Civil trial begins in cadet sexual assault case, nearly 50 years after alleged incidents
It's been seven years since he filed the lawsuit and almost five decades since the incidents are alleged to have taken place, but John Doe's case is finally being heard in court.
A civil trial began on Monday morning, with the man known as John Doe taking the stand to recount instances of alleged sexual assault starting in 1968.
He said he had just joined the air cadets and was excited for a summer camp at CFB Greenwood in Nova Scotia. But something happened that changed his life forever.
"I woke up and he was coming out from under the sheets," John Doe testified.
His course leader at Greenwood was a man listed as "C.M." in court documents. C.M. was 21 years old at the time, and John Doe was 14.
The first allegation of sexual abuse was said to have occurred in Doe's bunk bed. He said C.M. crawled under his sheets while he was asleep and gave him nonconsensual oral sex.
He became distant after that and wanted to go home — but says C.M. cornered him in a bathroom and told him he had to stay. Doe says he felt pressured by his higher rank, and felt he had to respect his orders.
"He was a lieutenant. He was an officer … I respected him [because] that was instilled in me from school on up."
When they went back to Newfoundland, Doe says C.M. became close to his family by befriending his sister. Doe said his father, who was also involved in cadets, was impressed by the 21-year-old officer and held him in high regard.
Some time in the year after the summer camp, C.M. took Doe on a road trip to New York. Doe testified there were several instances of forced oral sex along the way, and even more when they returned home to St. John's.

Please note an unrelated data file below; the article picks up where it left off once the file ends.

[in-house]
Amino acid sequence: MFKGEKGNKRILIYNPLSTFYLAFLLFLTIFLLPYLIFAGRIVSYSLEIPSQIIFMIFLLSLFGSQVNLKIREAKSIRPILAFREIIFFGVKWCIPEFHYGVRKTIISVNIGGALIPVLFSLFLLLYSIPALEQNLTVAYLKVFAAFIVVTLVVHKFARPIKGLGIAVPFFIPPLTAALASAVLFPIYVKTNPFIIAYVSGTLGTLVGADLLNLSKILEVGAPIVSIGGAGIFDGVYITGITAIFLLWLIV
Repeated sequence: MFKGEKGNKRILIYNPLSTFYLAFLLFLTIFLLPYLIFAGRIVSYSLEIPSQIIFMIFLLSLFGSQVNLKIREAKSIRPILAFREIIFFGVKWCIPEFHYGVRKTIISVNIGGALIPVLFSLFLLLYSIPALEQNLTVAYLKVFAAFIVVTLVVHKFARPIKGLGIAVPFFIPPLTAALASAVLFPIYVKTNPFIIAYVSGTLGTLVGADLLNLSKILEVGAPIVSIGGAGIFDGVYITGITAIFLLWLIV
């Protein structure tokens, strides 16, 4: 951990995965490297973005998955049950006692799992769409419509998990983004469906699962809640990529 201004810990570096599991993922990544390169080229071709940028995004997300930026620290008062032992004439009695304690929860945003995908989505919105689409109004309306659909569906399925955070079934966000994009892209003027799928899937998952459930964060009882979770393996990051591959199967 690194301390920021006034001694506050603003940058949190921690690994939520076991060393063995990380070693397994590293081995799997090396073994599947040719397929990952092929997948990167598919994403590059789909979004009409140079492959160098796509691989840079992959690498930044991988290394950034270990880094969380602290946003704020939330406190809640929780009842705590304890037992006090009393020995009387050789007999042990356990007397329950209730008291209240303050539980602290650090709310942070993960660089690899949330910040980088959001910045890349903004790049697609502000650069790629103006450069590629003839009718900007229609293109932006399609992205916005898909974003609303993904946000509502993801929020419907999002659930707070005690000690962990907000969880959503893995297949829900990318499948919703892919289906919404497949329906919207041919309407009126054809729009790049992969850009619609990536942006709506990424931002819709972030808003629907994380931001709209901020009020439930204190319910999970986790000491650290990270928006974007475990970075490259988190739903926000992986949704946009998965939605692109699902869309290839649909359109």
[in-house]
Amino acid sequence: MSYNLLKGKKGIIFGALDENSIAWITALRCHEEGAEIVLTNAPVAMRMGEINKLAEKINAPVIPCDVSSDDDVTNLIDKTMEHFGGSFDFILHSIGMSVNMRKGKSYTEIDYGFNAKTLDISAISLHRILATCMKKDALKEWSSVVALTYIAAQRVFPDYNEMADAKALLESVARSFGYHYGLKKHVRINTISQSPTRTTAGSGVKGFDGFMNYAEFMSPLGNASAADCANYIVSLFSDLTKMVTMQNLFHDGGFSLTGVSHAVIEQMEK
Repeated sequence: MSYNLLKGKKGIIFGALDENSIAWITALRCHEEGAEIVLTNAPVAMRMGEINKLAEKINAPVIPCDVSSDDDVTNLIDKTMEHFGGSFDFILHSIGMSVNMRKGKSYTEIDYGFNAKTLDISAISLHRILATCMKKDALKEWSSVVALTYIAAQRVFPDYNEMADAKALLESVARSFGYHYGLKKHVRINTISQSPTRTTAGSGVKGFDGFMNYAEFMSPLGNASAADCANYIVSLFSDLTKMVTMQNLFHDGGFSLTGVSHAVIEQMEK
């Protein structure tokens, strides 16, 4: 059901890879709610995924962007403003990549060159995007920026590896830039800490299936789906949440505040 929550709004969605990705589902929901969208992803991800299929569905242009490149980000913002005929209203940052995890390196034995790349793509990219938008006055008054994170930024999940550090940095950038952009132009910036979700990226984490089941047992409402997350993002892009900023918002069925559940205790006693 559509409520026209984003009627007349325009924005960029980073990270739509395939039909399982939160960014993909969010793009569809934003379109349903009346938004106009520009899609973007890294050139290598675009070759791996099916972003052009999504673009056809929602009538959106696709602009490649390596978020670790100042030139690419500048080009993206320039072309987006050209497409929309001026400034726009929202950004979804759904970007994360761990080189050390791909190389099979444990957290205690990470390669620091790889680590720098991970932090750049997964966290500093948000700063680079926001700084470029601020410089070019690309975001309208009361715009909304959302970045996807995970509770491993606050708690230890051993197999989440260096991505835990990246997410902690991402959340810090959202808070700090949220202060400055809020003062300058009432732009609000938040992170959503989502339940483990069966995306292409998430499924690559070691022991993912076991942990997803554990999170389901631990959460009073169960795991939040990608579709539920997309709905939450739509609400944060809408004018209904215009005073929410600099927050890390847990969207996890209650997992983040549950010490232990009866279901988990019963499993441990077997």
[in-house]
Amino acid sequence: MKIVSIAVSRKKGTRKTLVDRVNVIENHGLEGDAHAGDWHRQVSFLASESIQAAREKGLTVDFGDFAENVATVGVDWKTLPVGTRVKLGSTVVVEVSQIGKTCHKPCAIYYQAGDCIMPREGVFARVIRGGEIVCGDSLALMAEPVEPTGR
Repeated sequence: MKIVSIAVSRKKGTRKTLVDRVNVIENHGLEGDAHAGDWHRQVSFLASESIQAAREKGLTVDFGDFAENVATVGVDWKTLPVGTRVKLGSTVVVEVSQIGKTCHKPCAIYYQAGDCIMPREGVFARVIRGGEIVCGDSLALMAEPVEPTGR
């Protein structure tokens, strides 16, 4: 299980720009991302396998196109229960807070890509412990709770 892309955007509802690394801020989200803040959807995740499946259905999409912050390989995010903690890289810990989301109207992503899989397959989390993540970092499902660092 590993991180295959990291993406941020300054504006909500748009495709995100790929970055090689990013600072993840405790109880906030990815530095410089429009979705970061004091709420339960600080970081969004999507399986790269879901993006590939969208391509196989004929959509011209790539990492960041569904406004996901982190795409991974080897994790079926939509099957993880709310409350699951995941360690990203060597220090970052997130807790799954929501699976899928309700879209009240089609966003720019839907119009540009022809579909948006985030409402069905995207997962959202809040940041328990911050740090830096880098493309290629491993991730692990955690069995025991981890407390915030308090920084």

Doe said he couldn't tell anyone what was happening, because sexual assault was not something people talked about back then.
He eventually got a steady job as a technician with the coast guard and met a woman and got married. They had two sons together.
But in the 1980s, his life became undone.
He was hearing news reports about the AIDS epidemic and became convinced he had the disease and had somehow passed it on to his children.
When the Mount Cashel scandal broke, he began spiralling again and was convinced someone was going to sexually assault his children if he wasn't there to protect them.
In 1989, with tensions at a peak, he refused to board a chopper and go to work. He felt the helicopter would crash if he got on board.
He was eventually relieved from his duties and was listed as unfit to work.
Three parties in court
While the allegations so far have been against C.M., it is the federal government that Doe is suing.
He is seeking compensation for damages stemming from the alleged abuse, saying the federal government did nothing to protect him and supervise the program at Greenwood.
None of the allegations have been tested in criminal court.
In its statement of defence, the government denied negligence and said if C.M. assaulted Doe, it was not his course of duties.
Doe is being represented by lawyer Will Hiscock, while the federal government has two lawyers on its side. There is also a third party in the courtroom, however, as C.M. has hired Jerome Kennedy to represent him during the trial.
The government lawyers said they are also seeking a third-party indemnification against C.M. to hold him responsible for any damages that may be awarded.